My latest post for the Authors Electric collective, originally published on 30th March 2018
In 2010, realising that no matter how hard I worked in my day job, it was leaving me unfulfilled, I made the radical decision to walk away from it without a job to go to. I intended to refocus my life on my writing ambitions.
Reading Between the Lines
It felt like a miracle when I almost immediately landed a part-time job with a wonderful children’s reading charity, Read for Good, which served two purposes for me (apart from giving me an income, that is):
- It reinforced the importance of books and reading not only for children but for all ages, which in turn validated my ambition to write books myself.
- It gave me space to explore different ways in which I could write what I wanted to write – and indeed to discover exactly what that was.
Using commissioned non-fiction projects and experimental short stories as stepping stones, I gradually gained the confidence and competence needed to achieve my long-term goal to write a novel.
Now I’m hooked, with three novels published in the last year, the fourth due out next month, and my planned series of seven, the Sophie Sayers Village Mysteries, now starting to morph into a series of ten.
Planning for Success
But as in all of life, the things that you don’t plan are often some of the most exciting.
Here are five serendipitous things that have happened to me over the last few years while I was making other plans. Not only is my writing life is the richer for them, but it turns out they’ve helped other people too.
1) Being invited to join a regular monthly spot on BBC Radio Gloucestershire‘s lunchtime show, in its Book Club slot, alongside its delightful presenters, initially Clare Carter and now Dominic Cotter, and The Bookseller’s Caroline Sanderson, to talk about our chosen book of the month and any other book-related topics that take our fancy – and I’ve discovered I love doing radio.
2) Launching a free local literature festival to bring indie authors, poets and illustrators to my community at the Hawkesbury Upton Lit Fest, with no admission charges so that visitors could save their money to buy the speakers’ books instead. This started out as a simple plan to spend a few hours in one of the village pubs with a few writer friends – four years on, it’s somehow morphed into 50+ authors in a packed day-long programme, this year with an art exhibition running in tandem.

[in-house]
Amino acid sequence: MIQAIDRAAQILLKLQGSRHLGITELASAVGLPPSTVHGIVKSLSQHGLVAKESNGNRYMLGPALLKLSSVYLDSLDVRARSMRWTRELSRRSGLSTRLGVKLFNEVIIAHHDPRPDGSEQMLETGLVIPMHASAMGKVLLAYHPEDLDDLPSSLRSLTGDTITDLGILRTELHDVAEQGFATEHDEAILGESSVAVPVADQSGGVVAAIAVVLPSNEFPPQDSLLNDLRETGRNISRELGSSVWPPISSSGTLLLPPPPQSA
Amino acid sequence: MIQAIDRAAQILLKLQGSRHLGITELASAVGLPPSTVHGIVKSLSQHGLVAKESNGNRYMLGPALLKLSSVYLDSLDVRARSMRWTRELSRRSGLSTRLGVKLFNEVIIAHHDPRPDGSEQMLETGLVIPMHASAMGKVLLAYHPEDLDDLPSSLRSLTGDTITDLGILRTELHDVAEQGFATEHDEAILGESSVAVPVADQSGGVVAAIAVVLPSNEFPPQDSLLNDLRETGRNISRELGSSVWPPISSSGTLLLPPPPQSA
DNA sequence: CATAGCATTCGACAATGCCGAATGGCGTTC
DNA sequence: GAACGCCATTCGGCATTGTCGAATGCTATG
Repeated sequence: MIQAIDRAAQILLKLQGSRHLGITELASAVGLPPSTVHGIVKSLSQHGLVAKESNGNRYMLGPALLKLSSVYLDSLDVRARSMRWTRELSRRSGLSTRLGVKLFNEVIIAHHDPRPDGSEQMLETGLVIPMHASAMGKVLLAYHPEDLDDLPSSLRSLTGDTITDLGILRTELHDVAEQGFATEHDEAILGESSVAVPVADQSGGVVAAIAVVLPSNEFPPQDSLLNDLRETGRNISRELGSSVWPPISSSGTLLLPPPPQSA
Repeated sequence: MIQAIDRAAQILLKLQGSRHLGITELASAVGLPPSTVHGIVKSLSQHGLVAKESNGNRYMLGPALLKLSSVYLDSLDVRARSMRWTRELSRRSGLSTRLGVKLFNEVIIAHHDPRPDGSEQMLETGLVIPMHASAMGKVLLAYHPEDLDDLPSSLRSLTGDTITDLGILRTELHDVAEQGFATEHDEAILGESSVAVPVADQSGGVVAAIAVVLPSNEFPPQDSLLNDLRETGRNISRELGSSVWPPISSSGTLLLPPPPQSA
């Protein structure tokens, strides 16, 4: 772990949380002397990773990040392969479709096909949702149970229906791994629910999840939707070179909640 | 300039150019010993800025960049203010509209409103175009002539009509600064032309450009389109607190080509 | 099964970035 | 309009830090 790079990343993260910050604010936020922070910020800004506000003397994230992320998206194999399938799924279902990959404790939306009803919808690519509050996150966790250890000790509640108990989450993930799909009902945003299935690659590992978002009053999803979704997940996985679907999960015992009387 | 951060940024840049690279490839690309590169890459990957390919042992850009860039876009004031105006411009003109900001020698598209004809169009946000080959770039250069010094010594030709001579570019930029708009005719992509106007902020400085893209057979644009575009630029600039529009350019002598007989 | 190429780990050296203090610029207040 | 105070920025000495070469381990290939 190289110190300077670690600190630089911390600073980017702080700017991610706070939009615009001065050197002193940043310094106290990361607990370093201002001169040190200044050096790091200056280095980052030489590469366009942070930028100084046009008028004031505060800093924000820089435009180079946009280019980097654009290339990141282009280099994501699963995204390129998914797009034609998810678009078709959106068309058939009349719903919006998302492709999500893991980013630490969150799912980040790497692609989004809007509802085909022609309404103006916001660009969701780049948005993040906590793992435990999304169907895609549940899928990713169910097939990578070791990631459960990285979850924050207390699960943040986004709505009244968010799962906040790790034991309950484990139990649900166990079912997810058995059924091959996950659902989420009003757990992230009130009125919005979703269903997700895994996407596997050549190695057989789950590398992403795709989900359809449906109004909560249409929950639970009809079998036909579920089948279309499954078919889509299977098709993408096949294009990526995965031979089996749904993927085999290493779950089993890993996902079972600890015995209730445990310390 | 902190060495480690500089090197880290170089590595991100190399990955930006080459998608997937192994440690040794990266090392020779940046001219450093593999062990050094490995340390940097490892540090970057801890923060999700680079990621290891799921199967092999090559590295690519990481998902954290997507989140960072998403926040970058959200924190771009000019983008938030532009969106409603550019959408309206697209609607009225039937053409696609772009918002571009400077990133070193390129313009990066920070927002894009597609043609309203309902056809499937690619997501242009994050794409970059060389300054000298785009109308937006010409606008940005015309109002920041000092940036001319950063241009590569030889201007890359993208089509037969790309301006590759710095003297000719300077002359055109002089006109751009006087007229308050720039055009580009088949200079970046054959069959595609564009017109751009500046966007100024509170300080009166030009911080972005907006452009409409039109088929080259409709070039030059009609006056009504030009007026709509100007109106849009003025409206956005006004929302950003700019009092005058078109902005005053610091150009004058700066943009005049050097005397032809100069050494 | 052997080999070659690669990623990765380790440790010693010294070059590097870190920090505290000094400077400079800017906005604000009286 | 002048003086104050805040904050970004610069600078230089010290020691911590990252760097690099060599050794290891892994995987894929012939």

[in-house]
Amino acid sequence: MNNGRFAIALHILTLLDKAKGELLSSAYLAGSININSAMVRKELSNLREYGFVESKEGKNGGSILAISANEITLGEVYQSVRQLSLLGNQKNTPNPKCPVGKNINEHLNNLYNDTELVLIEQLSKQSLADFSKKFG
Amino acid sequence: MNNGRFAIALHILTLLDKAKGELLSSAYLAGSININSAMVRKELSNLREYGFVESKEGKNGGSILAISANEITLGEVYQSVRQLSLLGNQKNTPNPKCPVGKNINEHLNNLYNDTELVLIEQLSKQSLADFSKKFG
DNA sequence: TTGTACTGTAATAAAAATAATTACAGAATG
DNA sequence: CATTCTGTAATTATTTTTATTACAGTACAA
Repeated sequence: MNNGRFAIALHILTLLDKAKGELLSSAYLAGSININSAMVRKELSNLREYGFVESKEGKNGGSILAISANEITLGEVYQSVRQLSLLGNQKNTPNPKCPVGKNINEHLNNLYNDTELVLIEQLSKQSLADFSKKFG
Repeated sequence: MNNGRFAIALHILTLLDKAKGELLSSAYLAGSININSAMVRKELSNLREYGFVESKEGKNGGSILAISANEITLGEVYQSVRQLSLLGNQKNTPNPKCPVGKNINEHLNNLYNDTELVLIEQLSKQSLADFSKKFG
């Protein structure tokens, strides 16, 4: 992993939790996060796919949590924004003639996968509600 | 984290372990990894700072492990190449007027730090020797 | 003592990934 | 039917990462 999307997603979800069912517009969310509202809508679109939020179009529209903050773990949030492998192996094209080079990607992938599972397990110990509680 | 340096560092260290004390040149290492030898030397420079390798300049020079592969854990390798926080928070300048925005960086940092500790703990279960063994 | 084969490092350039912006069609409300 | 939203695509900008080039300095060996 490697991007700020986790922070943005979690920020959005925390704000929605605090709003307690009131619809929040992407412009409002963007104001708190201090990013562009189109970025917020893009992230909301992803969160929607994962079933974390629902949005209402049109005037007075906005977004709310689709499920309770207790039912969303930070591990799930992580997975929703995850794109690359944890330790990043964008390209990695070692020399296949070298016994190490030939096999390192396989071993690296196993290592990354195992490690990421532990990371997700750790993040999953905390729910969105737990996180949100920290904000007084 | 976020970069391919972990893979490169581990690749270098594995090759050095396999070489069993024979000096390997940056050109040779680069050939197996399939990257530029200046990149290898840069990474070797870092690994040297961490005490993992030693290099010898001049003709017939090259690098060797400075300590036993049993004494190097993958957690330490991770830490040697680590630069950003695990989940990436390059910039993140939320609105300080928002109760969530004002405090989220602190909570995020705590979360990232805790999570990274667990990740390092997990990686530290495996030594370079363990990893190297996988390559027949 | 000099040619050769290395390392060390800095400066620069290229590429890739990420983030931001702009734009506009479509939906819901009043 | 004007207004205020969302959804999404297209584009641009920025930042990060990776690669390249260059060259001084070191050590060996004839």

3) Being the inadvertent catalyst for a new book by other authors – the panel of authors I’d introduced to each other for the second Hawkesbury Upton Lit Fest to discuss writing about difference (that’s politically-correct-speak for disability, to be clear) got together afterwards to collaborate on Silent Voices, an anthology by carers and the cared-for, venting their feelings.
4) Encouraging other writers to grow from nervous debutant to confident published author, either through their participation in the authors’ groups I run in Cheltenham and Bristol or through their participation in the Hawkesbury Upton Lit Fest. (I’ve observed a direct relationship between the most nerves and the biggest post-performance smile at every event.)
5) Helping other people achieve their publishing ambitions through what I’ve learned on my own journey as an indie author, such as enabling a 95-year-old, terminally ill refugee to turn his memoirs into a book before he died, or helping a retired neighbour revive children’s stories she’d written decades ago. Not only was I able to publish them as books, I also sent her into the village school as guest author on World Book Day, where she was very well received.
Is It Karma?
Some author friends swear there is such a thing as book karma: if you’re helpful to others, that helpfulness will come back to you in some other form at a later date.
So is it karma that this week that I spotted the first book in my Sophie Sayers series rising up the cosy mystery charts?
If so, I’m fine with that. When I started self-publishing my books (I’d written stories all my life but hadn’t seriously pursued publication), I thought just writing the books would be satisfying enough for me. And if anyone else benefited along the way from anything I did, I’d jokingly tell myself that virtue was its own reward, or I’d get my reward in heaven, and that would be enough for me.
I’ll be launching the fourth in my Sophie Sayers Village Mystery series, Murder by the Book, at the Festival, but you can pre-order an ebook copy here in the meantime at the special launch price of 99p/99c, and the paperback from 21st April, at viewbook.at/MurderByTheBook.